Cops Stick to Their Guns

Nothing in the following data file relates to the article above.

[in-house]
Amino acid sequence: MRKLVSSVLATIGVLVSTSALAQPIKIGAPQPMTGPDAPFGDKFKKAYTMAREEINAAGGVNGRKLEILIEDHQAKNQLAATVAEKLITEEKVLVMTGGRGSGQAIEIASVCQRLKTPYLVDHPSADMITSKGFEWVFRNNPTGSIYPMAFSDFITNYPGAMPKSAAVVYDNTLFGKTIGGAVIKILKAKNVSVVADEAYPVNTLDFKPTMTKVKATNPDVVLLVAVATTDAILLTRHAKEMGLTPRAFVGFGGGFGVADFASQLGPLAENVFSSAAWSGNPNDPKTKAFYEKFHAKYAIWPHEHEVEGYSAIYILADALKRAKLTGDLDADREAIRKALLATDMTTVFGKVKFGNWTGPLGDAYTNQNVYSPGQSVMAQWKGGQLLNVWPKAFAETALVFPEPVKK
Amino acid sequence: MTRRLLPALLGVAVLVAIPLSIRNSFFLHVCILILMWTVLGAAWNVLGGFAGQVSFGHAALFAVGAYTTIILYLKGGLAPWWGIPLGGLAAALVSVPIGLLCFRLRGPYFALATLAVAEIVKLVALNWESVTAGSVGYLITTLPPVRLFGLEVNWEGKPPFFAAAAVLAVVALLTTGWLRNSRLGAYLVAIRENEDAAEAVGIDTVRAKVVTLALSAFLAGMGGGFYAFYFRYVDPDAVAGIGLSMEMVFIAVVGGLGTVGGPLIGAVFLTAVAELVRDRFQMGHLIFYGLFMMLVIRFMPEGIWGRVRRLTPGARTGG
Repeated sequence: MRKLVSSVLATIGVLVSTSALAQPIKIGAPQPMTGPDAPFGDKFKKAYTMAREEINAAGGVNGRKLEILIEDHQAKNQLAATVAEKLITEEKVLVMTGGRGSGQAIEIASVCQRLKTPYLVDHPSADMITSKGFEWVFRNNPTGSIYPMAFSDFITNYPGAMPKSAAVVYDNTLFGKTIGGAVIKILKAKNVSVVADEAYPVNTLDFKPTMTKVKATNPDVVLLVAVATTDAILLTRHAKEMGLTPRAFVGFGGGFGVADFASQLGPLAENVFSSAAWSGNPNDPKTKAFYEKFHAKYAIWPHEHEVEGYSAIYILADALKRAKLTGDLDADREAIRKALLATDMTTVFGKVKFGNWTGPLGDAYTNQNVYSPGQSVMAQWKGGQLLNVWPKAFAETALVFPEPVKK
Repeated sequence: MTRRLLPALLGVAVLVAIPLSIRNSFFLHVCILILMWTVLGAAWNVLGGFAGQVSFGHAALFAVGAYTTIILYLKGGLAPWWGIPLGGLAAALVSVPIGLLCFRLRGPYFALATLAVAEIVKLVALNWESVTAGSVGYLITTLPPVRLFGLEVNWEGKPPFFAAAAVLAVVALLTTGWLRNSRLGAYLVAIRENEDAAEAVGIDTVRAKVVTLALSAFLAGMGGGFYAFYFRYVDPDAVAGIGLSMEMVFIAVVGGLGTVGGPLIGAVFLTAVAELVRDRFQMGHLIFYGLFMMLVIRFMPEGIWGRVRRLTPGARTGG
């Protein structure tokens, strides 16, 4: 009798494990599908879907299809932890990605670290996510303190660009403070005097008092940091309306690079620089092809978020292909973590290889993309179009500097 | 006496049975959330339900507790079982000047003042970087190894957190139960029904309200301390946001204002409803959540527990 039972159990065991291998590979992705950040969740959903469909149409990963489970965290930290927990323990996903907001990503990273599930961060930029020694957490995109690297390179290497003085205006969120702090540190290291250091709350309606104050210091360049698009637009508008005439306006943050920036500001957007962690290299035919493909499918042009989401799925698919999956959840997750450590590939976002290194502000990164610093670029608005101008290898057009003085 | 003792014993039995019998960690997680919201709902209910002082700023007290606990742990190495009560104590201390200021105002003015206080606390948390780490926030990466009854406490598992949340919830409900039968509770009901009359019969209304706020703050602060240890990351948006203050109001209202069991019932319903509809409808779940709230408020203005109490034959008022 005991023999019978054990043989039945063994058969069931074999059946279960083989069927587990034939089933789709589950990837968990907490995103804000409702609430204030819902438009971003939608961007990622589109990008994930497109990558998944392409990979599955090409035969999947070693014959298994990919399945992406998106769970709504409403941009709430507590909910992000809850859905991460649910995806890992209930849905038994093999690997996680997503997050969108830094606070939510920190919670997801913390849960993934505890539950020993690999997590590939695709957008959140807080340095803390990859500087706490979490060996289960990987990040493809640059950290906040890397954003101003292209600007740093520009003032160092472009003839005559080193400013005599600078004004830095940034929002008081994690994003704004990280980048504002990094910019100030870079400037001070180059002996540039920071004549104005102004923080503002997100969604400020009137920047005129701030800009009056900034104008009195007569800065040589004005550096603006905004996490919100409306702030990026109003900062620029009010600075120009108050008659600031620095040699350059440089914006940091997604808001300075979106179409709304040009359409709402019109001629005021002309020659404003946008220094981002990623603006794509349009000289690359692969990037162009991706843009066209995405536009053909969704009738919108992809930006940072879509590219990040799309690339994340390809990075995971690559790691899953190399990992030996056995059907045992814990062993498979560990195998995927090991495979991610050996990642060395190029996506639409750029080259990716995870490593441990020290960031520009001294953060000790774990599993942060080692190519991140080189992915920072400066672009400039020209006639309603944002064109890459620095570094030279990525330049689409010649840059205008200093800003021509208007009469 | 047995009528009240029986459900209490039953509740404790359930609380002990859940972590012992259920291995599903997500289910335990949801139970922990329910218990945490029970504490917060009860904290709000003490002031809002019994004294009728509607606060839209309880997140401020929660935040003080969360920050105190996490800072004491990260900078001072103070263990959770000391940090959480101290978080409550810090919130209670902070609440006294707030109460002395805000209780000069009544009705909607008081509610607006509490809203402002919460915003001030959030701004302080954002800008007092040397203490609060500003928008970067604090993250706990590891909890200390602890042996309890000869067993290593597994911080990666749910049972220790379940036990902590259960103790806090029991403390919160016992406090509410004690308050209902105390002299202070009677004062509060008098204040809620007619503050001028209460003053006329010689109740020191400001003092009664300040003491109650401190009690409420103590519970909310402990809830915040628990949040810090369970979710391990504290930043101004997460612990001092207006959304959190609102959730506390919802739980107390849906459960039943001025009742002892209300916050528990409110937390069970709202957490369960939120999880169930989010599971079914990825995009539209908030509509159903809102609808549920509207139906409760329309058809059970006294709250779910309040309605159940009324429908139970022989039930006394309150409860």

By Petronella Sibeene WINDHOEK Despite some shebeen owners spending two cold nights outside the Municipality of Walvis Bay in protest against the police “No Shebeen Operation” campaigns last week, the police will continue with the operation. The Deputy Police Commissioner in the Erongo Region, Andrew Iyambo said the operations would continue until the current law is repealed. Speaking to New Era last Friday, Iyambo said the exercise will continue and more sheebens will be closed. He said last Wednesday two shebeens were closed down at Arandis and also another two at Henties Bay. Commenting on the demonstration, Iyambo indicated that laws are made in parliament and he possessed no power to change the current Liquor Act. “The operation will continue. We do not want any unlicensed sheebens,” he stated. The communications officer of the Municipality of Walvis Bay, Nolita Marques said more than 200 people gathered outside the municipality on Wednesday and Thursday and about 50 spent two nights there. Though this was regarded as a sign of protest, the communications officer indicated that the municipality at the town maintained its stand, adding that this was an action by the police and the municipality had nothing to do with it. Protestors were adamant that they wanted sheebens to be re-opened and all the confiscated liquor be returned to the rightful owners. Iyambo declined to reveal the quantity of liquor confiscated since the start of the operation, indicating that could only be done once those implicated have appeared in court. Walvis Bay has over 400 sheebens and the majority of them are illegal. Last week, Deputy Commissioner Iyambo said due to so many sheebens at the town, constructive development such as the building of pre-primary schools have failed. “Almost every second house in Kuisebmund has a shebeen,” he stated. The mushrooming of these illegal alcohol outlets has promoted other forms of crime at the town. “We are just following the Liquor Act and we will continue to regulate sheebens,” he warned. The president of the Namibia Shebeen Association Veripi Kandenge yesterday said the police could continue with their operations though he warned that the association might take the police to court. “There is injustice being done against shebeen owners in this country,” he said, adding that most of the demonstrators depended on shebeens for a livelihood. “If the police continue, we will withdraw our children from schools and for those in the regions, they will take them to the governors to support them. Those who are here will be taken to state house to take care of them,” Kandenge said.

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